Chilliwack experienced the hottest temperatures ever recorded during this summer’s heat wave.
The extreme heat was deadly with more than 20 fatalities in Chilliwack where temperatures reached a blistering 43 C on Monday, June 28 – the hottest day ever recorded in Chilliwack.
That day marked the last of three back-to-back, record-breaking high temperature days.
Records for the community go back 140 years, to 1881. In all those years, the hottest day recorded previously was July 29, 2009 when it reached 38.3 C.
That record was initially broken on Saturday, June 26 when the mercury reached 40.9 C. But that record-breaking temperature didn’t last long as the next day (June 27) it got even hotter with a high of 42.2 C. Chilliwack’s record-high temperature was beat again when June 28 reached a sweltering 43 C.
Those three days were part of a week-long ‘heat dome’ that hit much of B.C.
According to the Royal Meteorological Society, “a heat dome is created when an area of high pressure stays over the same area for days or even weeks, trapping very warm air underneath – rather like a lid on a pot.”
It happened during the first week of summer vacation for kids. It was eerily quiet as the typical sounds of children squealing and playing outside was replaced with the hum of air conditioners and fans running non-stop.
Fraser Health issued an “extreme heat alert” as the risk of heat-related illness rose with the mercury and was especially dangerous for: “the young, the elderly, those working or exercising in the heat, persons with chronic heart and lung conditions, persons with mental illness, people living alone and people experiencing homelessness.”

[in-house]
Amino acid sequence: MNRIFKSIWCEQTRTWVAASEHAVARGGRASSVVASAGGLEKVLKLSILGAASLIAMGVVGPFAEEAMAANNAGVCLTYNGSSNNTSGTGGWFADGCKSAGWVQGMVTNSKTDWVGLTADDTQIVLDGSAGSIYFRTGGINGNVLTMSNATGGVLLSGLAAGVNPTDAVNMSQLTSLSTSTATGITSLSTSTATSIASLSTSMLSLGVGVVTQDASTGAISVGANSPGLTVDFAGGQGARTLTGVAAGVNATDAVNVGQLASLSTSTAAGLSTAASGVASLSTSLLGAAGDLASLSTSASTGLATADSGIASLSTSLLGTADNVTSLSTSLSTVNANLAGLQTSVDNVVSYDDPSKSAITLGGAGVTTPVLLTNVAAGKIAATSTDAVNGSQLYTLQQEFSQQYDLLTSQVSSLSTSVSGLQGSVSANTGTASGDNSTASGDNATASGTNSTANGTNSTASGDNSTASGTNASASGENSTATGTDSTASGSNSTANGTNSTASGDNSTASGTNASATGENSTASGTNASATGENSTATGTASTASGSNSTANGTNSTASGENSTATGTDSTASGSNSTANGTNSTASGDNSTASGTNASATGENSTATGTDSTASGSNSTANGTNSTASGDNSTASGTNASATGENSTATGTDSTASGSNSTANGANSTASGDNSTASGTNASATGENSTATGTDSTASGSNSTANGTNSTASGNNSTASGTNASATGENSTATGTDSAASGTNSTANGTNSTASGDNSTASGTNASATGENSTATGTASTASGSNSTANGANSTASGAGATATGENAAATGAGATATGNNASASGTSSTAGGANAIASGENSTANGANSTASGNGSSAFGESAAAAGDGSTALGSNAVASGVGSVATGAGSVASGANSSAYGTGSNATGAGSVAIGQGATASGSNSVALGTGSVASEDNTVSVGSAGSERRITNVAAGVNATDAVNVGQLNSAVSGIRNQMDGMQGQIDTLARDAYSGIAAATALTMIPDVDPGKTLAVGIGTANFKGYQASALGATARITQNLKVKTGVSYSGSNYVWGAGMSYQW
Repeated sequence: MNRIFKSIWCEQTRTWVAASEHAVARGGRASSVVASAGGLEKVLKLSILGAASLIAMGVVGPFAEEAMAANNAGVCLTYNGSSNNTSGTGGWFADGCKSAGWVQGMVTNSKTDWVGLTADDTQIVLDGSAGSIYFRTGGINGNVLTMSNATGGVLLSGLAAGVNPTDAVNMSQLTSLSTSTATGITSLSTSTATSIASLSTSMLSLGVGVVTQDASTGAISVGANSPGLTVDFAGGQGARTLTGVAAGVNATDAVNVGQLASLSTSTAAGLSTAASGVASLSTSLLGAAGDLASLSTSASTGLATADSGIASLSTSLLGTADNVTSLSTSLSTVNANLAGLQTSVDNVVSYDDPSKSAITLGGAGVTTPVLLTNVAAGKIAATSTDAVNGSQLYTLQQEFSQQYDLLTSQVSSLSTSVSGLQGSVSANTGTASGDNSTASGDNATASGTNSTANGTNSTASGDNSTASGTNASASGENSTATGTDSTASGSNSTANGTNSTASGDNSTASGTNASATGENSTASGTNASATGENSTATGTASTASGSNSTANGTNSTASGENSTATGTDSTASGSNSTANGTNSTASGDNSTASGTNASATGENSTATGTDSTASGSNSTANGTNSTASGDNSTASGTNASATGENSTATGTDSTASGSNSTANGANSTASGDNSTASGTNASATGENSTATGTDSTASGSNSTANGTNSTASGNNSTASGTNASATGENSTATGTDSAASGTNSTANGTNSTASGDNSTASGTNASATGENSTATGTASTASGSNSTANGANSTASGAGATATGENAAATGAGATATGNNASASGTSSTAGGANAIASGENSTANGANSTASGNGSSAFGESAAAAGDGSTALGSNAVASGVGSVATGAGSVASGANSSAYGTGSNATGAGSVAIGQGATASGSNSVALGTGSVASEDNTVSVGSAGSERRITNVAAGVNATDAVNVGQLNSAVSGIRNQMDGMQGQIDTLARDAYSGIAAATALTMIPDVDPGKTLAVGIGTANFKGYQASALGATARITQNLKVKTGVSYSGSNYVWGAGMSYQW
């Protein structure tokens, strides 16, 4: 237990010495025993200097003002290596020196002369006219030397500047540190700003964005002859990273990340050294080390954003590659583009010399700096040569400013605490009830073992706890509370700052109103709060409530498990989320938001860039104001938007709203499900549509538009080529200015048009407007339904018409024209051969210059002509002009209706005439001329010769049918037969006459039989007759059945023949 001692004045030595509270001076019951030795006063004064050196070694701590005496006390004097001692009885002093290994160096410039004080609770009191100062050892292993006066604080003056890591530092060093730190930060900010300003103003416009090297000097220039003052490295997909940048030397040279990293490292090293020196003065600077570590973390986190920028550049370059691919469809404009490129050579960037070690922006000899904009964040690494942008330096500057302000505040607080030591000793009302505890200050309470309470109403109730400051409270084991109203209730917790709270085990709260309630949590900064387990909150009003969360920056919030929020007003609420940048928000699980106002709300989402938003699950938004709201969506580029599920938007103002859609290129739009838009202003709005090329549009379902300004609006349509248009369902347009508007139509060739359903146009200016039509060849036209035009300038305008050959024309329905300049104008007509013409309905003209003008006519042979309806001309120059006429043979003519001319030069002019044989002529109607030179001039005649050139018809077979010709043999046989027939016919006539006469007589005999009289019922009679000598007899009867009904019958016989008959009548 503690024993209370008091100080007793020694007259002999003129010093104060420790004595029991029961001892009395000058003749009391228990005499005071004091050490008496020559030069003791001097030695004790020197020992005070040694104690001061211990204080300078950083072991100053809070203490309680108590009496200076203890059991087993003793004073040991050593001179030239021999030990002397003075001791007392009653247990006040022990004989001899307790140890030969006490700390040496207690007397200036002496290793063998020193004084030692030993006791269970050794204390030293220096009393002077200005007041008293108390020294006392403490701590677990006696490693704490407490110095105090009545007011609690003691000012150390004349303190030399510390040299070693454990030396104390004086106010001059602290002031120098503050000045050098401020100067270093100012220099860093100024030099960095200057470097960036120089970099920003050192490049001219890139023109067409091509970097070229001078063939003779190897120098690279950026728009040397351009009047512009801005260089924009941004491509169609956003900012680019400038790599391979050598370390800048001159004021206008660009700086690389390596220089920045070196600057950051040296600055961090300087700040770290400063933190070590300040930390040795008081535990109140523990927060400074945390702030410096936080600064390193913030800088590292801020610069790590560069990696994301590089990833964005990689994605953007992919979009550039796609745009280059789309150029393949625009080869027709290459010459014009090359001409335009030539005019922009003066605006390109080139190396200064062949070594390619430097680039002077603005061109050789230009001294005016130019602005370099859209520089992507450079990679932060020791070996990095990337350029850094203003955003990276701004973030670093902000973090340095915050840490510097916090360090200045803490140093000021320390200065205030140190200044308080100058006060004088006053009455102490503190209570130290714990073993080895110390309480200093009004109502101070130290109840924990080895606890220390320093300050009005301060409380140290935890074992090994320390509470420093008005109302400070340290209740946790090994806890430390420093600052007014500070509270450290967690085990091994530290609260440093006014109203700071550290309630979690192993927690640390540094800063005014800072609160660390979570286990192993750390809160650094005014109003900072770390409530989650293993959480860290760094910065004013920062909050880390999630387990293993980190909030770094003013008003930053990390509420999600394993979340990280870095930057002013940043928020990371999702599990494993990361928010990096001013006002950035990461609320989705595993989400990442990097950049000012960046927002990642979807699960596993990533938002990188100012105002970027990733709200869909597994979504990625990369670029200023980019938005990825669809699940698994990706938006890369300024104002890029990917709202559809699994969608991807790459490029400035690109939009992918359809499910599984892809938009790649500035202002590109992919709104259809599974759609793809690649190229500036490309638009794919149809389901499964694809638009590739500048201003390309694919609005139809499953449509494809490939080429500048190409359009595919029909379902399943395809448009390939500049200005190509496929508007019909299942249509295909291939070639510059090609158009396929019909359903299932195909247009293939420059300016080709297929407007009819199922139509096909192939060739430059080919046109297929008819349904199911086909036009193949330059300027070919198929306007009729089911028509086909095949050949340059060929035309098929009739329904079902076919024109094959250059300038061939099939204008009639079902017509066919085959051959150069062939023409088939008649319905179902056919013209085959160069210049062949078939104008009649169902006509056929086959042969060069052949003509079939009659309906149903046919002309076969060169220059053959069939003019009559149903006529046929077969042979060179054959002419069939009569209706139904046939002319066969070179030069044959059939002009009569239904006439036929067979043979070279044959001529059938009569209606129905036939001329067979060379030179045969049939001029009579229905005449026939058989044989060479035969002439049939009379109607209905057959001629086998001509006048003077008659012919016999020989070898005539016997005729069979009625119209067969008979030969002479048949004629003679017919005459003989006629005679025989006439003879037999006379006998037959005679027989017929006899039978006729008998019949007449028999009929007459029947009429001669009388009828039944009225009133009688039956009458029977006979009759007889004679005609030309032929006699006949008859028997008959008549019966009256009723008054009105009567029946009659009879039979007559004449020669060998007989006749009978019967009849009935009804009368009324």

BC Coroners Service reported that 595 people in B.C. died between June 18 and Aug. 12, with the largest number of heat fatalities – 526, or 88 per cent – occurring during the ‘heat dome’ period between June 25 and July 1.
Chilliwack was one of the hardest hit with 22 deaths, the sixth highest among all the cities. Vancouver saw the most deaths (99), followed by Surrey (67), Burnaby (63), New Westminster (28) and Langley (23).
The community here rallied to help vulnerable people stay hydrated and cool.
There were cases of bottled water crowdfunded and handed out by Griffin Security to anyone in need, but especially to those living on the streets.
Eight cooling centres opened – including an outdoor misting station at the visitor centre – set up by City of Chilliwack and local churches, with volunteer drivers to transport seniors to them.
While Chilliwack topped out at 43 C on June 28, it was the two days that followed for the Village of Lytton that made international headlines.
On June 29, the community gained the record for the hottest place ever recorded in Canada at 49.6 C, nearly 24 C higher than normal. One day later on June 30, the entire village was on fire within minutes as a massive wildfire ripped through Lytton, destroying 90 per cent of it and killing two people.
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